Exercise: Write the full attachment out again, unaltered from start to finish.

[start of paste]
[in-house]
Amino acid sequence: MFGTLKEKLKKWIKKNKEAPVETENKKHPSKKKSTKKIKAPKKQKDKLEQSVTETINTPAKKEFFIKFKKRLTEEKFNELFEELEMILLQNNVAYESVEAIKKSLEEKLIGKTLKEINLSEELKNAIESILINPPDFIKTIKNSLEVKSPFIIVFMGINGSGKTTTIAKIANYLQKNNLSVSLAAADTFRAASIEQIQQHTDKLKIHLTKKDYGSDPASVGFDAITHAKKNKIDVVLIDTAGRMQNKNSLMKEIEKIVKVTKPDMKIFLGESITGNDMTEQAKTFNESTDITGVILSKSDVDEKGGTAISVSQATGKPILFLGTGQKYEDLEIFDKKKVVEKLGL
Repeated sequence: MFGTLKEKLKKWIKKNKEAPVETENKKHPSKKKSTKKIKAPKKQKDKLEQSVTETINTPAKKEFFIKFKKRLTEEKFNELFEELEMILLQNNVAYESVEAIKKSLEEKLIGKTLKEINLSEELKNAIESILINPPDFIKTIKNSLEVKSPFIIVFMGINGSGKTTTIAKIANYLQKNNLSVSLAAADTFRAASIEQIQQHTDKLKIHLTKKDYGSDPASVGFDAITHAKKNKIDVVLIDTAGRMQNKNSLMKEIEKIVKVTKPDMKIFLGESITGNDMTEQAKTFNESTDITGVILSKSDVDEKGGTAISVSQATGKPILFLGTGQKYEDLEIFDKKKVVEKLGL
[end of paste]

[in-house]
Amino acid sequence: MFGTLKEKLKKWIKKNKEAPVETENKKHPSKKKSTKKIKAPKKQKDKLEQSVTETINTPAKKEFFIKFKKRLTEEKFNELFEELEMILLQNNVAYESVEAIKKSLEEKLIGKTLKEINLSEELKNAIESILINPPDFIKTIKNSLEVKSPFIIVFMGINGSGKTTTIAKIANYLQKNNLSVSLAAADTFRAASIEQIQQHTDKLKIHLTKKDYGSDPASVGFDAITHAKKNKIDVVLIDTAGRMQNKNSLMKEIEKIVKVTKPDMKIFLGESITGNDMTEQAKTFNESTDITGVILSKSDVDEKGGTAISVSQATGKPILFLGTGQKYEDLEIFDKKKVVEKLGL
Repeated sequence: MFGTLKEKLKKWIKKNKEAPVETENKKHPSKKKSTKKIKAPKKQKDKLEQSVTETINTPAKKEFFIKFKKRLTEEKFNELFEELEMILLQNNVAYESVEAIKKSLEEKLIGKTLKEINLSEELKNAIESILINPPDFIKTIKNSLEVKSPFIIVFMGINGSGKTTTIAKIANYLQKNNLSVSLAAADTFRAASIEQIQQHTDKLKIHLTKKDYGSDPASVGFDAITHAKKNKIDVVLIDTAGRMQNKNSLMKEIEKIVKVTKPDMKIFLGESITGNDMTEQAKTFNESTDITGVILSKSDVDEKGGTAISVSQATGKPILFLGTGQKYEDLEIFDKKKVVEKLGL